London Subcultures 1980-2000
In 1980, three fashion and lifestyle magazines appeared on the streets of London: The Face, i-D and Blitz. These heralded a new generation of identities created by London's young. As with the previous generation of youth tribes, music, dress, clubs, and drugs were at their heart.
The New Romantics were a glamorously dressed evolution from punk and wore ostentatious, foppish clothes. Their clubs were Billy's in Soho's Meard Street, opened in 1978, and Blitz, where their habit of mid-week clubbing gave them the name the 'Blitz kids'. New Romantics listened to synthesised electro-pop by groups such as Spandau Ballet and Electrovox.
Goths evolved from the underground punk scene. They believed in all things 'gothic' such as gothic literature and horror movies. They wore black clothes, dyed black hair and a chalk-white face. They listened to the dark lyrics of bands such as Sisters of Mercy, The Cure, Joy Division, and Siouxie and the Banshees.
Casuals came from the ever-strong tradition of working-class male 'sharp dressing'. Casuals dressed down in outwardly conventional menswear, but wore fiercely expensive labels: Fred Perry shirts, Pringle jumpers, and Burberry accessories. They were as likely to gather at football matches as at soul-music clubs in Essex.
Clubbers, or ravers
Clubbers in the 1980s covered a variety of musical tastes, from the 'Funki Dred' followers of the south London group Soul II Soul, to the acid jazz followers who performed acrobatic jazz dances at Dingwalls in Camden. Clubbing gathered strength throughout the 1980s and came to be associated with the drug Ecstasy. Large all-night 'raves' were held in empty warehouses, most famously at King's Cross.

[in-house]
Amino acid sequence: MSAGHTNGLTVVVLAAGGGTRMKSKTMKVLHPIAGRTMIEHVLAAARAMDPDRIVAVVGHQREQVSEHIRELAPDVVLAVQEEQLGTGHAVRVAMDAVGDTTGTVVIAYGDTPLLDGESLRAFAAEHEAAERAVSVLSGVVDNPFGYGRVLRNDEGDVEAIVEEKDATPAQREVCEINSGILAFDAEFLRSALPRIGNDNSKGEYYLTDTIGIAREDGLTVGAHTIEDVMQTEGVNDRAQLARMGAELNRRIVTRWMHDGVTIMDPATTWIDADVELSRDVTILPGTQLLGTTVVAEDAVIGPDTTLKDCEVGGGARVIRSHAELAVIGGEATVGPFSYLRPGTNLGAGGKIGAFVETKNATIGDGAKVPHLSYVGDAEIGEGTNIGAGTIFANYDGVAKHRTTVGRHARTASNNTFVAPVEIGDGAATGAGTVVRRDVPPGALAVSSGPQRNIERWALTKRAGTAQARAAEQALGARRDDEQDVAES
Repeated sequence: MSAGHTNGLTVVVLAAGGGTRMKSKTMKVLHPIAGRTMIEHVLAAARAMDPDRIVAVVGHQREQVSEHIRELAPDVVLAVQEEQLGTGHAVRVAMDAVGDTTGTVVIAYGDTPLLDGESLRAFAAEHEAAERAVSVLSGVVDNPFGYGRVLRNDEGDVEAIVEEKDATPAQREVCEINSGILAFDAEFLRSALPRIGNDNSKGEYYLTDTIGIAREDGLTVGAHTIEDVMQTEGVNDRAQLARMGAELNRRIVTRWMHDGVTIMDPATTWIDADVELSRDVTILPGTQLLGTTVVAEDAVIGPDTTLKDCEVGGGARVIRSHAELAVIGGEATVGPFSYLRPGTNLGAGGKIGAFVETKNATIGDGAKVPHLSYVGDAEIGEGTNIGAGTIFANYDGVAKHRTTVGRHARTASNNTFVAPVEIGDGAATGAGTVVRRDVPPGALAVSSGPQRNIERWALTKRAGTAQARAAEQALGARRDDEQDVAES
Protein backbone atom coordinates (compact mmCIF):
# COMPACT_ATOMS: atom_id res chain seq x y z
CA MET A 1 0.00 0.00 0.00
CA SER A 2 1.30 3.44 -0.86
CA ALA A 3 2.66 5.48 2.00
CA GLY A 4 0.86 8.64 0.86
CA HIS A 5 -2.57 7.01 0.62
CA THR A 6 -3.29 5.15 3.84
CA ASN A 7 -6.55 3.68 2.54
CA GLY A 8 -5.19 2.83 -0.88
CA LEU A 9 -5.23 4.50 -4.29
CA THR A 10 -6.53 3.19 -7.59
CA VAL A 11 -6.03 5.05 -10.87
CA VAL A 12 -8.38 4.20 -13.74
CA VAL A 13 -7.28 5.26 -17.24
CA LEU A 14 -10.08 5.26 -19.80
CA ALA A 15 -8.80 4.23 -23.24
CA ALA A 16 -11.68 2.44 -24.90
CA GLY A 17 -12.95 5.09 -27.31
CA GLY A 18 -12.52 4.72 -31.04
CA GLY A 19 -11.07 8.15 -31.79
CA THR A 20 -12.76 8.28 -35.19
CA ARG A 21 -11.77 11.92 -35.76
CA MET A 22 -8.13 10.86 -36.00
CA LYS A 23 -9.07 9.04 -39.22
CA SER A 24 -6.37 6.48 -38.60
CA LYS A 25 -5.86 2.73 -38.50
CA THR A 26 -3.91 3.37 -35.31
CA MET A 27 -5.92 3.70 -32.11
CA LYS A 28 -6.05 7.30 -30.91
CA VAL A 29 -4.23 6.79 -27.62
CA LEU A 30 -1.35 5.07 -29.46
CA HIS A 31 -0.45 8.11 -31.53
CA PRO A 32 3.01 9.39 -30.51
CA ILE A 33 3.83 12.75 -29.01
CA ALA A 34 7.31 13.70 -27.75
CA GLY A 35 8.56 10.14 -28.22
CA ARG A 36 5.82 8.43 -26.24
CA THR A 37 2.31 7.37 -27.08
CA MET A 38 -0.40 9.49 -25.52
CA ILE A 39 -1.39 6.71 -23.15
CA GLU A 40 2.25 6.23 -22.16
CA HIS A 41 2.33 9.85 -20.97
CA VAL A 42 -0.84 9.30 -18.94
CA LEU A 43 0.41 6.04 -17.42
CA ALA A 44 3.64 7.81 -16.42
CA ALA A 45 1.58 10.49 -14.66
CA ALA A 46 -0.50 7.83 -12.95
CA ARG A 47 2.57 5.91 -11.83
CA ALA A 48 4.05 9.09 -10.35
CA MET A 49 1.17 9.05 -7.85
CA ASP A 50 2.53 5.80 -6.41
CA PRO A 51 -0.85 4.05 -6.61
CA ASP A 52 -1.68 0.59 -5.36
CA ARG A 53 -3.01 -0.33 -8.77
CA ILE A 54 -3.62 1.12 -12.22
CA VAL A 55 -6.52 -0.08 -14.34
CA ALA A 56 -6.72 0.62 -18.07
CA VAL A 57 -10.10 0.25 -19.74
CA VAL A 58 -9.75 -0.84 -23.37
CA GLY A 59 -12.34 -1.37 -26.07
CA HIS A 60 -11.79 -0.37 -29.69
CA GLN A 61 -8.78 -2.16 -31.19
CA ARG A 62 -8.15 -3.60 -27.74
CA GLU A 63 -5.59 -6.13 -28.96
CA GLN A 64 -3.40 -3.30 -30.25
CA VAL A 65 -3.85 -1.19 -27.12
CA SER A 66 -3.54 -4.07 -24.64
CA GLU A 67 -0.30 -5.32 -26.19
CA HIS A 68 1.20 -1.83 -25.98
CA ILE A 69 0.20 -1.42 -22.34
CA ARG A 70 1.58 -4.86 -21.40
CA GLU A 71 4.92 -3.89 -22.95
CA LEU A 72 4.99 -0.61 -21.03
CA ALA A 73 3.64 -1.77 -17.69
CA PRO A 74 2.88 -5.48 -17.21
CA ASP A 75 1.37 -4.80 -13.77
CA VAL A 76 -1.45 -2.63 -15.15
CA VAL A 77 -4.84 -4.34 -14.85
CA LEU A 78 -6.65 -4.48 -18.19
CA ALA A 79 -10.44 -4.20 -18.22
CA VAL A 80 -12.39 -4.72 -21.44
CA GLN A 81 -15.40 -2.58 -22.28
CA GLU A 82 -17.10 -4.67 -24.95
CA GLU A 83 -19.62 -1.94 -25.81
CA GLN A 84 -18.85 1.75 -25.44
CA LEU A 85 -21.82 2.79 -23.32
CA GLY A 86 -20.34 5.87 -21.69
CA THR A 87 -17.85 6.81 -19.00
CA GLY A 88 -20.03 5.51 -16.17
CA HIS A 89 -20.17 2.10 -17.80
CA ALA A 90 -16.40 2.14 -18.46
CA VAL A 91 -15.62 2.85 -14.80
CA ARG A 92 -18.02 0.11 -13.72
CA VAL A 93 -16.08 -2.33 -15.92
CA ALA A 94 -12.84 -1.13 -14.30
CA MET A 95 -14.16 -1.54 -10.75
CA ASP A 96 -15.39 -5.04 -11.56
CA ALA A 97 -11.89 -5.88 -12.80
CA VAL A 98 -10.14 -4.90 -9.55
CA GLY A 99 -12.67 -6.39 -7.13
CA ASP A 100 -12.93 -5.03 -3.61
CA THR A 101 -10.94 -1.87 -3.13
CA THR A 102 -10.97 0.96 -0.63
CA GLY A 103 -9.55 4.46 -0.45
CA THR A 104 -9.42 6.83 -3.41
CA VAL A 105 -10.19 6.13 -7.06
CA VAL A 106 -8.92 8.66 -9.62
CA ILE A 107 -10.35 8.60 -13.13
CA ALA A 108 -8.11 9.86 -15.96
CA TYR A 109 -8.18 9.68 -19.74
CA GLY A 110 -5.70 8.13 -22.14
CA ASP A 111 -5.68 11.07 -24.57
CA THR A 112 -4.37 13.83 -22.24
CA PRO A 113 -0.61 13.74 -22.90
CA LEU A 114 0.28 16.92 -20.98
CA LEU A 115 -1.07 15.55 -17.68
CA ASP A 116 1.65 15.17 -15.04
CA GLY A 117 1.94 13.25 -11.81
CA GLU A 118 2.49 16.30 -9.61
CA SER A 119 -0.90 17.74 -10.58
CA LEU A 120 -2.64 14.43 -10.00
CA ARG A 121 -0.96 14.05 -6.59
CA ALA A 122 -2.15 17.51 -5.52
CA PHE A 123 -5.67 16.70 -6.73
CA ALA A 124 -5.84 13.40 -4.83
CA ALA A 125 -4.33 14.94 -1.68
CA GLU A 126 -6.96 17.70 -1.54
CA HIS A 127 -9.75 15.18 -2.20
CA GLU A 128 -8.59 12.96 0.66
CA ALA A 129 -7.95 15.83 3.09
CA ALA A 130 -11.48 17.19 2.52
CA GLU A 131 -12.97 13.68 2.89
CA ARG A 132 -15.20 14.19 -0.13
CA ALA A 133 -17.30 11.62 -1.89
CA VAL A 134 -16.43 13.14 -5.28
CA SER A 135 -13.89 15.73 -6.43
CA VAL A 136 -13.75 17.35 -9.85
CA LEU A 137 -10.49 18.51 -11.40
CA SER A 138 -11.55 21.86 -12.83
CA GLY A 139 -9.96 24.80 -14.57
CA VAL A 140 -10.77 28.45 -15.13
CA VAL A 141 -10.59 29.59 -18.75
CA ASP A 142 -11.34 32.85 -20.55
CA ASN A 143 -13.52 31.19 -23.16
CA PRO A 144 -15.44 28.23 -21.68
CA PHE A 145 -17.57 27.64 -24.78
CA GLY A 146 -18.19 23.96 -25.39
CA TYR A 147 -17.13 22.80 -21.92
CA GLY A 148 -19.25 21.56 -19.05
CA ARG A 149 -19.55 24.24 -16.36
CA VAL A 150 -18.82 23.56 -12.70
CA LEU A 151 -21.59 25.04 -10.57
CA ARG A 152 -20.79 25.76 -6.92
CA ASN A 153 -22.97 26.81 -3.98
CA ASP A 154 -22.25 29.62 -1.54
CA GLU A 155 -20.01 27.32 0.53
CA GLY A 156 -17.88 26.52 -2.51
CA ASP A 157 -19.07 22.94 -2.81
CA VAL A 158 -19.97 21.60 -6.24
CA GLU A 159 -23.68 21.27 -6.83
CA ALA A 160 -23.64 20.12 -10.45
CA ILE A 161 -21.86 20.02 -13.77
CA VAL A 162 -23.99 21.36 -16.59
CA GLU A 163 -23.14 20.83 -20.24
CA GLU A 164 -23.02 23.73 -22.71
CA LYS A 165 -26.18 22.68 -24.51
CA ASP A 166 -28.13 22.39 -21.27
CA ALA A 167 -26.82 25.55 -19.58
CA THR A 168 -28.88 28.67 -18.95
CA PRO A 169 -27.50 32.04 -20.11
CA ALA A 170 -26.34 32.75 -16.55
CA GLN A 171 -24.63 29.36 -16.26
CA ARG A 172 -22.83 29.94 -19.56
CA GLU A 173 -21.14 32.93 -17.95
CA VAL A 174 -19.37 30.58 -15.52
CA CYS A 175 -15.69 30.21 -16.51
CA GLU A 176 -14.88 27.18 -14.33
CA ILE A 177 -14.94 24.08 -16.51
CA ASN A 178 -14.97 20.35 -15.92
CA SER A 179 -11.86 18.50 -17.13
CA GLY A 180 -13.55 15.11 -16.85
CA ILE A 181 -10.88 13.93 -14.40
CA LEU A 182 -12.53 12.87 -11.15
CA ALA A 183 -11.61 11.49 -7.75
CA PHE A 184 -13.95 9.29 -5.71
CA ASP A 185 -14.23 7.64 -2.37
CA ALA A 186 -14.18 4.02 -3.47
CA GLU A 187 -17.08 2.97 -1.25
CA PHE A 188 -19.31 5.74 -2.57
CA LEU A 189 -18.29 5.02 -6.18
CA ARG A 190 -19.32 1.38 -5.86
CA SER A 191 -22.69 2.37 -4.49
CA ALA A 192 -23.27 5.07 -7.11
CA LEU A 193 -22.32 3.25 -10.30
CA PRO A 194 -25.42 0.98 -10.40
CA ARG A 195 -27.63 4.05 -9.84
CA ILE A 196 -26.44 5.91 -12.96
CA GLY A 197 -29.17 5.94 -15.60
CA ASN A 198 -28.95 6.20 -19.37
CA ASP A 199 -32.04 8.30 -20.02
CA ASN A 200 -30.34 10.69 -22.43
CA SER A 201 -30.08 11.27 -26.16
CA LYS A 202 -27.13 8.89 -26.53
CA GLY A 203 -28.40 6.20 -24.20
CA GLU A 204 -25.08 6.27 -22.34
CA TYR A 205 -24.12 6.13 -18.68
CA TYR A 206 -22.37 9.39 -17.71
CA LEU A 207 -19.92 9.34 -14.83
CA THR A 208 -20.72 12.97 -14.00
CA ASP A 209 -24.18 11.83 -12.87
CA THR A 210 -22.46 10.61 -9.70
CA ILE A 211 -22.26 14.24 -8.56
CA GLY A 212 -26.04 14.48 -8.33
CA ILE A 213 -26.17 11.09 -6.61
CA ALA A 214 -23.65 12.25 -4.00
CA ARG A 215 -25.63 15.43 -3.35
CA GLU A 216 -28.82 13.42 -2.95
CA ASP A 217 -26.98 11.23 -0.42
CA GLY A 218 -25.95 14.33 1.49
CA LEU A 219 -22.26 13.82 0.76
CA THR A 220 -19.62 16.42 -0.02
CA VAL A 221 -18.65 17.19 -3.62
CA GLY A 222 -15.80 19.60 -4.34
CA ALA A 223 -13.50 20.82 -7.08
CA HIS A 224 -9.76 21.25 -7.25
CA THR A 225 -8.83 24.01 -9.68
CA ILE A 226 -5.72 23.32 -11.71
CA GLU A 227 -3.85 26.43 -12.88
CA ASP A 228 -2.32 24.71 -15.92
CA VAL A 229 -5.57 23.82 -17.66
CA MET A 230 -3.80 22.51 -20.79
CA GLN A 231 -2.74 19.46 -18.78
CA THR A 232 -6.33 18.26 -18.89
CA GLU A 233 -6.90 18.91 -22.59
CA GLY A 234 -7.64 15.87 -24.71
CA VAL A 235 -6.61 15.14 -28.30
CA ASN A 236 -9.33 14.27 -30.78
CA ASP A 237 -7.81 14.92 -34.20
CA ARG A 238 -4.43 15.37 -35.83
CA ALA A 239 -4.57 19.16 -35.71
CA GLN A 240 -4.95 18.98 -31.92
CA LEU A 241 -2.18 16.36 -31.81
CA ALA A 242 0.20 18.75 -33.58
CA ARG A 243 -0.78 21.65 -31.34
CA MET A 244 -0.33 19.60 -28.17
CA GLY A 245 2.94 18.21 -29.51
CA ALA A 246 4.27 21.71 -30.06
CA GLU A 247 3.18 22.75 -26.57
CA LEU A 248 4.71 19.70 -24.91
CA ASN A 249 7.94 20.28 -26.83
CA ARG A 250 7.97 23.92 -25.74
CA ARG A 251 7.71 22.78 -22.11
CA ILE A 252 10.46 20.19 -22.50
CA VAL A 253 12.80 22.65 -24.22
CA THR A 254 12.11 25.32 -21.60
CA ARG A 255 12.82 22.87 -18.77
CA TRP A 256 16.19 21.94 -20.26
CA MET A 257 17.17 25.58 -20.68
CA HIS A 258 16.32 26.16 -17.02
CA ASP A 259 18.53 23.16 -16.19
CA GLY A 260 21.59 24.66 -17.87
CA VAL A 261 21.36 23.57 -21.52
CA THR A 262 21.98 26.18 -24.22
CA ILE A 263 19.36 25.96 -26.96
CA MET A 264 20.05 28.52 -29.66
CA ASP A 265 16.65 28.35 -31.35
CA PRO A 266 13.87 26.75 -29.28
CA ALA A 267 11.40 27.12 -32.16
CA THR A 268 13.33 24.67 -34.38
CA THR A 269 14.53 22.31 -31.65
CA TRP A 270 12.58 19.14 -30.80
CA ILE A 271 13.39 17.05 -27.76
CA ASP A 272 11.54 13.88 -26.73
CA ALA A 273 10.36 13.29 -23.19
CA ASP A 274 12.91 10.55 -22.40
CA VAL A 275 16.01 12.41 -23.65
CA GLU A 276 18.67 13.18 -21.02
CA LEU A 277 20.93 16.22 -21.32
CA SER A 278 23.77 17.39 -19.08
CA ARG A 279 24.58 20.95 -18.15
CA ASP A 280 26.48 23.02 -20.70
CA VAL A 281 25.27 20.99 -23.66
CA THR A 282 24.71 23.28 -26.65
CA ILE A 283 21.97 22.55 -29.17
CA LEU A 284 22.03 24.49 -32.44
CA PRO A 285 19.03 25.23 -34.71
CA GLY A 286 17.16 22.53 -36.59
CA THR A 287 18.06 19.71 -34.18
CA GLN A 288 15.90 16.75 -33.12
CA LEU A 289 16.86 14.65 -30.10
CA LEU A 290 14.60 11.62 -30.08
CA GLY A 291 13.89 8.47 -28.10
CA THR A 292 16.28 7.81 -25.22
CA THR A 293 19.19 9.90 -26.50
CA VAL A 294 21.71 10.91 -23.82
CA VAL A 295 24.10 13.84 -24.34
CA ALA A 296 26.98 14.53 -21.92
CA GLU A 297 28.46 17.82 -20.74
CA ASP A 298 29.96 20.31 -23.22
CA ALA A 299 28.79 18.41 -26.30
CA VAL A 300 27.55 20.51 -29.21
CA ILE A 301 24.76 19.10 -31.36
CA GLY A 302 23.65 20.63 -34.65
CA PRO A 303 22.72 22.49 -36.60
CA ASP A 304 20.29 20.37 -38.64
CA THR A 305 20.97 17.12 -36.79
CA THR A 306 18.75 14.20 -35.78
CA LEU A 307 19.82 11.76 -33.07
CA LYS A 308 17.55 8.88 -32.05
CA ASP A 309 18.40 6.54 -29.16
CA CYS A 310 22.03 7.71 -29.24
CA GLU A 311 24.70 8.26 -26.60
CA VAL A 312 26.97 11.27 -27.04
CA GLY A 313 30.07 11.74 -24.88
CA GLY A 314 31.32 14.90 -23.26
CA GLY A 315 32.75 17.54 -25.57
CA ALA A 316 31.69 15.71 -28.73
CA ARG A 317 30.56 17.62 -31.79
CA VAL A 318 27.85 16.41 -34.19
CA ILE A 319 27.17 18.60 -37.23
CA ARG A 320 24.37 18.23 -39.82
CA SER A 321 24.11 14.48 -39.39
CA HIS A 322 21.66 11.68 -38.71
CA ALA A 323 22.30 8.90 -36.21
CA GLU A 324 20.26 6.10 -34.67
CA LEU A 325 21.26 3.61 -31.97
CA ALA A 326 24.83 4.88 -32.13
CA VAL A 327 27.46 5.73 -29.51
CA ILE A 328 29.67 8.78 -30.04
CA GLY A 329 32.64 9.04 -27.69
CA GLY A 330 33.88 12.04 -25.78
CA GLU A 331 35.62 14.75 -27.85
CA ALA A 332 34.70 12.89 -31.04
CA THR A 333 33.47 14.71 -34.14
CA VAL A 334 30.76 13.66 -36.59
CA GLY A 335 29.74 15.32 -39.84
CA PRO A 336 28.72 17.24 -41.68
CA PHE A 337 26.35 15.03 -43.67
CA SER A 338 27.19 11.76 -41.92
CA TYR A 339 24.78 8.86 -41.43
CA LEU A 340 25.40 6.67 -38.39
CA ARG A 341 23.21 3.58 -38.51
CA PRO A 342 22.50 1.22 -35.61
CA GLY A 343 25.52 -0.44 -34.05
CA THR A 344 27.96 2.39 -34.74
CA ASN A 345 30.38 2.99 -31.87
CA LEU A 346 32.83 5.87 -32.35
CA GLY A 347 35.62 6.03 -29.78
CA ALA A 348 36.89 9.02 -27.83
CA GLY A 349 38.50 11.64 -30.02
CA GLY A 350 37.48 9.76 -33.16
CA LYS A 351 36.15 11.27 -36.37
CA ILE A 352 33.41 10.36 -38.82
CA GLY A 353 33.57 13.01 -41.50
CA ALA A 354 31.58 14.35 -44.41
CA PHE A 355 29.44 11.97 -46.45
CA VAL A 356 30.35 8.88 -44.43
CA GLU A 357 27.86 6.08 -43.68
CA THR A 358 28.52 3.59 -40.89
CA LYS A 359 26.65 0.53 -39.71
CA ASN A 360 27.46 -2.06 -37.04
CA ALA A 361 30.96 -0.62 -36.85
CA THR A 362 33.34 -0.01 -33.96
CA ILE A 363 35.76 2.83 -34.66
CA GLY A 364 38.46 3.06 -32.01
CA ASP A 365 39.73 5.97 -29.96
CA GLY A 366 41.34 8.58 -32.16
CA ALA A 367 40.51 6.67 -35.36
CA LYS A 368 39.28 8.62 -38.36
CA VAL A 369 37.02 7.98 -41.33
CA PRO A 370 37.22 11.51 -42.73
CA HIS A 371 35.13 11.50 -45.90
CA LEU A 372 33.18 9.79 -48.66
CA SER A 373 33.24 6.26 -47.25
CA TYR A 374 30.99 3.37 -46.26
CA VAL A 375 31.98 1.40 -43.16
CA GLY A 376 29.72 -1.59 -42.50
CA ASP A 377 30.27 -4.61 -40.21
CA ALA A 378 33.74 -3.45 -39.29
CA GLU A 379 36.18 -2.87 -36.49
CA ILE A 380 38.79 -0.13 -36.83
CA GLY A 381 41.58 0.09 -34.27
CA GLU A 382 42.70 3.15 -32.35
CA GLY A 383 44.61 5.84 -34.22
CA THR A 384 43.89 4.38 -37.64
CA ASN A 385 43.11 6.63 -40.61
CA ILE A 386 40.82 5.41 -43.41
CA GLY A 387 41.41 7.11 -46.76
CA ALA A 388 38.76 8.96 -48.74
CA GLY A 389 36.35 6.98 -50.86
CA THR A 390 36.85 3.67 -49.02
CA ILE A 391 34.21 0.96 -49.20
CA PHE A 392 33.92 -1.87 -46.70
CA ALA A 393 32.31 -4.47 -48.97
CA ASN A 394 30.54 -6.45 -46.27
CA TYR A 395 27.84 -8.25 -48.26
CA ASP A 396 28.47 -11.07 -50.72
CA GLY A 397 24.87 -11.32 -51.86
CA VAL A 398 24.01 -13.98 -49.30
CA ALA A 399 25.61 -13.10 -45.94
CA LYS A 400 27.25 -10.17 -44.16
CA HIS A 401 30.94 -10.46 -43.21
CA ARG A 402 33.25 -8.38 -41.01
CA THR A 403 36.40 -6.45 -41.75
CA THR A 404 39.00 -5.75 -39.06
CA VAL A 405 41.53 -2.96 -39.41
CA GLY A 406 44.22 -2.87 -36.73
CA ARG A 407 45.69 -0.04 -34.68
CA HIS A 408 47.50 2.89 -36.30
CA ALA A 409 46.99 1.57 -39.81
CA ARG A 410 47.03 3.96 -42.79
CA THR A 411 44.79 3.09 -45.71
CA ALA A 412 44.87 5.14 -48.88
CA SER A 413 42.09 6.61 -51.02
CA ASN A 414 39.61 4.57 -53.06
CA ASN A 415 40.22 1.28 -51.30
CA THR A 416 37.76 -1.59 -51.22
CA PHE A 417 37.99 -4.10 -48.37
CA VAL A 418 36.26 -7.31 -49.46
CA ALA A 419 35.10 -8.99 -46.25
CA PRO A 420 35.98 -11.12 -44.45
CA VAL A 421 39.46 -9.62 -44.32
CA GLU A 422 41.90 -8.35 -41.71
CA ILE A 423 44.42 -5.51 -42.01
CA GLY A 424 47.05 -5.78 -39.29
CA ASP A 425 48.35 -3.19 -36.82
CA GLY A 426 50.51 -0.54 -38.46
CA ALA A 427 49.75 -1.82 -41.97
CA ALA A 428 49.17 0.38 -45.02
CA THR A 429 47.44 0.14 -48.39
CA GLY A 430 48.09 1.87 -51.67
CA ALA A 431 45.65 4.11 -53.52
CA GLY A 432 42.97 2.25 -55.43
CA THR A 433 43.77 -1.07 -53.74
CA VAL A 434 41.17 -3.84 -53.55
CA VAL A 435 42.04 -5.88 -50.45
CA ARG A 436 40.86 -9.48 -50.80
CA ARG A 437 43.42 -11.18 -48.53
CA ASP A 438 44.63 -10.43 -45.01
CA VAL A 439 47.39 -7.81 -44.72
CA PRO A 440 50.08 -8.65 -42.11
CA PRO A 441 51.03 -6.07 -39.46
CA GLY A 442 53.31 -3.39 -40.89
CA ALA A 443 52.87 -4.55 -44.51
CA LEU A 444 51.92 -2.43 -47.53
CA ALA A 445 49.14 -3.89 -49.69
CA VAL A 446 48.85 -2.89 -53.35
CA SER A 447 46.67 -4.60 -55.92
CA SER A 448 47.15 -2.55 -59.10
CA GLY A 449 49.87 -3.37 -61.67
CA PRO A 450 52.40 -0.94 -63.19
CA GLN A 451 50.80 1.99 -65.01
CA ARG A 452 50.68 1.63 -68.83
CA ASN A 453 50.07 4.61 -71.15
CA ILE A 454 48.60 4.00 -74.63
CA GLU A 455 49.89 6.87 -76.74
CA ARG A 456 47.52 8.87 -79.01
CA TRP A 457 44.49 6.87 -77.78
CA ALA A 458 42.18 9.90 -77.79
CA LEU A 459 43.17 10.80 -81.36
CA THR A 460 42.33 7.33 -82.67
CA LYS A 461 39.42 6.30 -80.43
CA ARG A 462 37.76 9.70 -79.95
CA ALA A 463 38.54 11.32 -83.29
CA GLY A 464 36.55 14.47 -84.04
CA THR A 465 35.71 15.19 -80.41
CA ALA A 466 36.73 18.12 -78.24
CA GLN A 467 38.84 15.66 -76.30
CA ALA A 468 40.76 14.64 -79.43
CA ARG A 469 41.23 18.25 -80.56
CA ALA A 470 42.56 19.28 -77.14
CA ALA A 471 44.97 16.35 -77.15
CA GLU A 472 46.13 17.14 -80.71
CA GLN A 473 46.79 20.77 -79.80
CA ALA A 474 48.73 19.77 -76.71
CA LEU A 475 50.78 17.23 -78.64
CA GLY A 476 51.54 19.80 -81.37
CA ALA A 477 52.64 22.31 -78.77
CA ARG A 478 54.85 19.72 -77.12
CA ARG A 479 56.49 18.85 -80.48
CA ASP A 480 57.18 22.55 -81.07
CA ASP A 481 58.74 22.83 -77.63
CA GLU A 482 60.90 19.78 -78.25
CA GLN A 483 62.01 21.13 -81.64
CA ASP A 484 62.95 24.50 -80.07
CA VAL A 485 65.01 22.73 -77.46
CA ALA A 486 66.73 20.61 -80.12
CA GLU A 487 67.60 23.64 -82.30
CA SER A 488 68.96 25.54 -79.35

Ravers danced for hours to the repetitive baselines played by D.J.s- rave culture's new celebrities. Many believed in P.L.U.R: Peace, Love, Unity, and Respect for other people. Rave culture continued into the 1990s, fragmenting into the many forms of dance music: Techno, House, Trance.
Crusties drew from both rave culture and earlier hippy culture. Crusties combined dropping out of society with being politically active. In London, they were associated with squatting, road protests, and environmental activism. During the 1990s, crusty culture fed into the 'stop the city' demonstrations against capitalism. Crusties were associated with 'new age' beliefs, rejecting modern science in favour of alternative medicine.
The last 20 years of the century also saw the rise of style commentators in the media. Many loved to detect new subcultures within society, such as 'yuppies', 'dinkies', 'babytimers', 'young fogeys', and 'chavs'. These supposedly cohesive groups were often the inventions of a marketing industry looking for new ways to analyse consumers.
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